Charter row, Kurdish bid dominate Children’s Day

Charter row, Kurdish bid dominate Children’s Day

ANKARA - Hürriyet Daily News
Charter row, Kurdish bid dominate Children’s Day

Members of the Parliament join a special session where political party leaders took turns to speak over the hottest issues on the agenda. DAILY NEWS photo, Selahattin SÖNMEZ

The 93rd anniversary of the establishment of the Parliament offered a timely opportunity for the country’s political leaders to deliver their messages concerning both the troubled Constitution drafting process within the Parliament and the ongoing government-led peace process.

Parliament’s General Assembly convened on April 23 with a special agenda on the occasion of the 93rd anniversary of its establishment, a day marked as National Sovereignty and Children’s Day. Following a keynote speech by Parliament Speaker Cemil Çiçek, Prime Minister Recep Tayyip Erdoğan, also the head of the ruling Justice and Development Party (AKP); main opposition Republican People’s Party (CHP) leader Kemal Kılıçdaroğlu; Nationalist Movement Party (MHP) leader Devlet Bahçeli; and Peace and Democracy Party (BDP) co-leader Gültan Kışanak delivered speeches, while President Abdullah Gül was among the audience.

“We have to build our future by drawing lessons from the past. Rejecting separation and discrimination, we will defend unity and fraternity,” Çiçek said, implicitly referring to the peace process aimed at ending the three-decade long conflict between security forces and the outlawed Kurdistan Workers’ Party (PKK).

According to Çiçek, drafting a new Constitution is a duty which this Parliament must accomplish during this term. 

Erdoğan spoke of the Parliament’s responsibility to draw a bright future for the children. “We have grown up with [military] intervention constitutions but we and our Parliament owe giving a democratic, participatory and libertarian constitution which embraces everybody to our children,” Erdoğan said, adding that their generation grew up with terror. “But now, all of us owe giving a homeland – where they will live confidently, in fraternity and by embracing each other but not holding weapons against each other – to our children,” he said.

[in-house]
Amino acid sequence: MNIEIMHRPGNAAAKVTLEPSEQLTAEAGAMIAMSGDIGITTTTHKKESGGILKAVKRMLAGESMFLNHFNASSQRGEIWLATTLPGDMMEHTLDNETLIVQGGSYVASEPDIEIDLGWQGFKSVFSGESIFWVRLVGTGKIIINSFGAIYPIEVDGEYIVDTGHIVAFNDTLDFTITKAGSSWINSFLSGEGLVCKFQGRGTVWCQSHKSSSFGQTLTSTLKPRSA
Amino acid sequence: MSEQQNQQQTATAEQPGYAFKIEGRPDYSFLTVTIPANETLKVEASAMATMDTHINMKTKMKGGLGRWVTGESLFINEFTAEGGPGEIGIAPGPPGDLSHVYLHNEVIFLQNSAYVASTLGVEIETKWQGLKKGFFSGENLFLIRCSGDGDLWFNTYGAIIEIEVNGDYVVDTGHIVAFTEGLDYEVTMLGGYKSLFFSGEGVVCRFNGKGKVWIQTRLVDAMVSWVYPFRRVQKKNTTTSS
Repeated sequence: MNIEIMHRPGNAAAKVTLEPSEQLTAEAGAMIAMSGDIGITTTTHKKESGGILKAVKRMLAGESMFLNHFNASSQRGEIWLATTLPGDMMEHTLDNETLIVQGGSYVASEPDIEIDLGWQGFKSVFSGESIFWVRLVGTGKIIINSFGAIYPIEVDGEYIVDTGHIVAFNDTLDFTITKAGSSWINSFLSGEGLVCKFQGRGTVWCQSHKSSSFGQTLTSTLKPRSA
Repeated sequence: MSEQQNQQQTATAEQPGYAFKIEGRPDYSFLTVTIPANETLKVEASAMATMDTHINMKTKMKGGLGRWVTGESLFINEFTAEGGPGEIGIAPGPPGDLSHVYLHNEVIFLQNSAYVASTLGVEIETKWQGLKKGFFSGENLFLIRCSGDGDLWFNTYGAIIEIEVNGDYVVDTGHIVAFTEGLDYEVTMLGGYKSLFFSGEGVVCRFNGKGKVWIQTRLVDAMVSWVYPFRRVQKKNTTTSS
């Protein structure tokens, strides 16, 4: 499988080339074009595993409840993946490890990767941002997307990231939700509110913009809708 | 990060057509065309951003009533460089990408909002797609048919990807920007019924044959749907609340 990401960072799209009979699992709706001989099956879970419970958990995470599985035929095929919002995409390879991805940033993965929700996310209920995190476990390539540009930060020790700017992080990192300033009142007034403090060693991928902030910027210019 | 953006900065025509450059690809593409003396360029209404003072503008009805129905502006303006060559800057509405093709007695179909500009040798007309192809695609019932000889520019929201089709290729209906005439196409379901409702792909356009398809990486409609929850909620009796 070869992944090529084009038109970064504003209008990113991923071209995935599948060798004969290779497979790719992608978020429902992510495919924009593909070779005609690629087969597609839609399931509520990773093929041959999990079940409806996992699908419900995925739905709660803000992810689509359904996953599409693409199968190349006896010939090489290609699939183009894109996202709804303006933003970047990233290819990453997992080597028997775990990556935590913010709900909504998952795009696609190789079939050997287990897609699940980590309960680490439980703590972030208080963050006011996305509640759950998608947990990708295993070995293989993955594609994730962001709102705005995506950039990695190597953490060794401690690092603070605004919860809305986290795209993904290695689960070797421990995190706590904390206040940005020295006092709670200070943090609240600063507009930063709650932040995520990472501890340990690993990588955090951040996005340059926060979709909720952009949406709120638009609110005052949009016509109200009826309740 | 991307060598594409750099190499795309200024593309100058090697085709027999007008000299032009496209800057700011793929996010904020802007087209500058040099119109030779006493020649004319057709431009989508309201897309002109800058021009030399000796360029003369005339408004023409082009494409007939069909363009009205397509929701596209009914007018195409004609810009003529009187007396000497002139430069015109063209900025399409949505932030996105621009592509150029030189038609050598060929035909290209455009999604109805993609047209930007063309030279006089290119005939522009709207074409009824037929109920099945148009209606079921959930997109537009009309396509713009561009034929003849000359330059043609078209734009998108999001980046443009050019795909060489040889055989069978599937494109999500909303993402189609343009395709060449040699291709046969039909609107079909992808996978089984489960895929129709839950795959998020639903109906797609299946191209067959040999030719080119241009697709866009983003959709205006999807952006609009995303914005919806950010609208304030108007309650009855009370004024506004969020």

MHP optimistic

Bahçeli said “… demands for mother tongue and desires of autonomous administration, resolution proposals to imaginary problems have ultimately left us face-to-face with defeat and made us bow down.”

Kışanak indicated that the peace process was offering new opportunities: “Inclusiveness during the establishment of the republic is shedding light about establishing a new future together with all our colors.” 

She also mentioned the need for a new Constitution; “A democratic constitution based on an understanding of pluralism, must be the connector of all colors in the society. All political parties, institutions and citizens who have this historic responsibility, must join the construction of a democratic republic.” 

The controversy over eight detained deputies, who are currently behind bars and all of whom are from opposition parties, was another highlight of the plenary speeches. Refraining from touching upon the peace process as well as the Constitution, Kılıçdaroğlu asked: “Doesn’t the prestige of a parliament of which eight members are illegitimately and illegally imprisoned disappear?”

Erdoğan told reporters that he would not be able to attend a reception to be hosted by Çiçek in the evening due to his program in Istanbul this morning.